By on October 25, 2011

From our source “JH” comes a curious tale, and one perhaps completely un-reported in the US auto media: Fisker’s controversial, possibly US-funded Karma assembly center had ground to a halt, with “about 400” uncompleted Karmas sitting outside. It turns out that the UAW isn’t the only group of union workers out there who are willing to strike. Were they killing the golden goose, or just asking for a fair share of the egg?

This report of a 32,000-person strike led by two metalworkers’ unions contains one entry of interest to American automotive enthusiasts: Valmet Automotive. This company, once famed for producing perhaps the nicest-quality AKM assault rifle clone on the planet, (Yes, yes, some of you enjoy the Egyptian MAK, you’re wrong, hush up now) had been repurposed at the end of the Cold War for automobile assembly. If you own a Porsche Boxster:

  • I feel your pain. I really do. I have one, too. It’s like watching a toaster for the bread to pop up, except the “toaster” is a $61,400 vehicle with a hilariously-short warranty and the “bread” is a $12,500 engine failure.
  • It might have been assembled in Finland by Valmet! OMFG! It turns out that the magical excellence-producing gnomes of Zuffenhausen didn’t all hold a pagan seance around your car at the end of the roboticized assembly line craftman’s shop after all! (If the 11th digit of your Boxster VIN is a “U”, congratulations! You’re Finnish. If it’s an “S”, you’re German. If the VIN begins with “W09”, you own a Ruf. That’s awesome.)

Porsche’s Valmet adventure is over, a casualty of lower sports-car demand around the globe, but for the nice people at Fisker, it has just begun. The infamous “overseas assembly plant” discussed in many a blog post these past few weeks was formerly the Valmet Automotive facility. The employees are mostly unionized former Valmet peeps. And they have been striking since the 21st.

The heart of the issue?

The major discord was over a 4.3% wage increase for two years, an amount Finnish social partners agreed to on 13 October. Metal and technical employers, under the auspices of the Federation of Finnish Technology Industries, or Teknologiateollisuus, sought to structure that pay rise whereby many metalworkers and white-collar workers would not get the full amount. The new proposal given by Lonka last night, 23 October, proposes that it be granted across the board to all 200,000 workers in the country’s metal and engineering sector.

I’m not sure what a “Finnish social partner” is, but I’m pretty sure that it would warm the cockles of Murilee Martin’s socialist heart.

Our inside sources say that the strike is effectively completed and that Karma production will resume ASAP. It was a minor blip that future Karma owners won’t ever notice or think about… but it does remind all of us here in the North American autoblogging world of one thing: Just because we hear all the details of “American” manufacturers’ woes in the Wall Street Journal doesn’t meant that we’re getting the full story about what happens elsewhere. This would have been a front-page story if the Fisker plant had been in the United States. Sometimes, the “known unknowns” are really unknown. Or something like that.

Get the latest TTAC e-Newsletter!

12 Comments on “Under The Gun: Fisker Karma Production Was Delayed By Strike At Valmet...”

  • avatar

    “It turns out that the UAW isn’t the only group of union workers out there who are willing to strike.”

    Cheap shot – auto unions strike all over the world … Korea, Brazil … and as reported here:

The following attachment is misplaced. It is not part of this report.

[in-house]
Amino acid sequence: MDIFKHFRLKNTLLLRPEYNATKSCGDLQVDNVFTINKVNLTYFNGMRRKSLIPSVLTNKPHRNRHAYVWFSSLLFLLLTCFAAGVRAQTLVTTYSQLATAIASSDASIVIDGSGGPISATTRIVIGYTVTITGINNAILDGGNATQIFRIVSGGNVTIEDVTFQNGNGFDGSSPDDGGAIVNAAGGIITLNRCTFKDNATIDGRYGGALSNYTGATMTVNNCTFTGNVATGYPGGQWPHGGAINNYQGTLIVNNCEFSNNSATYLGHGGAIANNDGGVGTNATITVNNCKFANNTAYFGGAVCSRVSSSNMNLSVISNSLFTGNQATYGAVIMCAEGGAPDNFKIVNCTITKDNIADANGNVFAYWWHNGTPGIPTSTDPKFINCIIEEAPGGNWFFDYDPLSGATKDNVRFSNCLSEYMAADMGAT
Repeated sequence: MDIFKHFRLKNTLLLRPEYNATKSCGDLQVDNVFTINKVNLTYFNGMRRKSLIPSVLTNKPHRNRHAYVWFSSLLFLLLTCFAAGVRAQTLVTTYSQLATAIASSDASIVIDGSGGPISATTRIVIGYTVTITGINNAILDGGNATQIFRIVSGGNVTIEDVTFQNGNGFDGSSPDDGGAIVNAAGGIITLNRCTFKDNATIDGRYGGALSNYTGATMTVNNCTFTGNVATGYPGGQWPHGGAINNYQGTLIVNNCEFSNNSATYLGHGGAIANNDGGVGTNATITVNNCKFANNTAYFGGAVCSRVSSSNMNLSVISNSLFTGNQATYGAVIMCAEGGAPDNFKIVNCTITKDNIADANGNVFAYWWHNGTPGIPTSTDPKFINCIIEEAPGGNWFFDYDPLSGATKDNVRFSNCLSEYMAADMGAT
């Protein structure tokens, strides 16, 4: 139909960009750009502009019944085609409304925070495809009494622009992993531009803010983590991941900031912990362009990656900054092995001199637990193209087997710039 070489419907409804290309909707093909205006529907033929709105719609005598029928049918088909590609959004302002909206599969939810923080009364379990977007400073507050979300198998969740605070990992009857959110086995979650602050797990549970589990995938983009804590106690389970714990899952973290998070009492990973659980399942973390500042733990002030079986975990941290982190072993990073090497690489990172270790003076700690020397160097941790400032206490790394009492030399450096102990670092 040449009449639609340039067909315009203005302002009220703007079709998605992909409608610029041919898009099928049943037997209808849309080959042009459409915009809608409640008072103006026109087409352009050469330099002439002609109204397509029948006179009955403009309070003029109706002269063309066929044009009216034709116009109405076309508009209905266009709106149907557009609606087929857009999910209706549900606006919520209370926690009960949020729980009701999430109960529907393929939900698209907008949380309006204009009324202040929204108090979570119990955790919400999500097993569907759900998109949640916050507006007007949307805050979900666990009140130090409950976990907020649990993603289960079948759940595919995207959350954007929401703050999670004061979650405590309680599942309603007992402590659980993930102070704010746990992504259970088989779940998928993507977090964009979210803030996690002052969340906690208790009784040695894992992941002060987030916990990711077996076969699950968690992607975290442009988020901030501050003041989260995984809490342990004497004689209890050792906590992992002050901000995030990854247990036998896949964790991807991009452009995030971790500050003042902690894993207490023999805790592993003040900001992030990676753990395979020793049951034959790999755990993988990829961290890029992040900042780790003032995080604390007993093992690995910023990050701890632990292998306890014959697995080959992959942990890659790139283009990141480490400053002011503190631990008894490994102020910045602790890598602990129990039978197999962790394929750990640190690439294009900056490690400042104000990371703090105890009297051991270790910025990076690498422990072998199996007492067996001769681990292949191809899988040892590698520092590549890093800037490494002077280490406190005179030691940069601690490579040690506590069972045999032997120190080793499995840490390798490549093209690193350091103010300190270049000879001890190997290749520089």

Even the Chinese Strike!

  • avatar

    The strike has obviously been discussed in the media here but i’ve not seen anything about Fisker production in particular.

    Complete list of what they’ve built here, a bit down the page. I wonder if the Lada Samara and the Boxster were built on the same line 1997-98… *mrgreenemoticonthingiewereitnotimpossible*

  • avatar
    Hildy Johnson

    ‘I’m not sure what a “Finnish social partner” is…’

    In some backward European countries, ‘social partner’ is a term applied to both employers’ associations and unions. The social partners are expected to settle labor disputes at the negotiation table and in such a way that both sides can live with the outcome. They usually succeed.

    It is this quaint, socialist paradigm that gives employers the confidence to invest within these countries for the long term, and that attracts capable employees to careers in manufacturing. Of course, one has to live with the problem that this gives rise to inferior products such as BMWs and Porsches, whereas true, enlightened capitalism has bestowed Chryslers, Lincolns and similar blessings on humanity.

  • avatar

    Yes, this 4 day strike is over now, workers will be back at work tomorrow, latest.

  • avatar say hello to Robert while you’re there.

  • avatar
    Robert Schwartz

    “Finnish social partner”

    I see a tall blond girl, slender but very well muscled, She has dark blue eyes. You are sitting in a sauna trading shots of Finlandia.

Read all comments

Back to TopLeave a Reply

You must be logged in to post a comment.

Recent Comments

  • Bill Wade: I submit there will be rather large resistance to buying used EVs, especially ones with higher mileage.
  • Arthur Dailey: Having seen them both ‘in the flesh’ I prefer the exterior styling of the Maverick. It is...
  • swissAventador: Definitely cool. Just this past weekend, got a mini tour with a Santa Cruz owner and a couple other...
  • Matt Posky: Regulations and the law change on a regular basis. Neither are not stagnant. I don’t want to come...
  • Matt Posky: I’ve no personal attachment to diesel powertrains. But the fact that Europe prioritized and...

New Car Research

Get a Free Dealer Quote

Who We Are

  • Adam Tonge
  • Bozi Tatarevic
  • Corey Lewis
  • Jo Borras
  • Mark Baruth
  • Ronnie Schreiber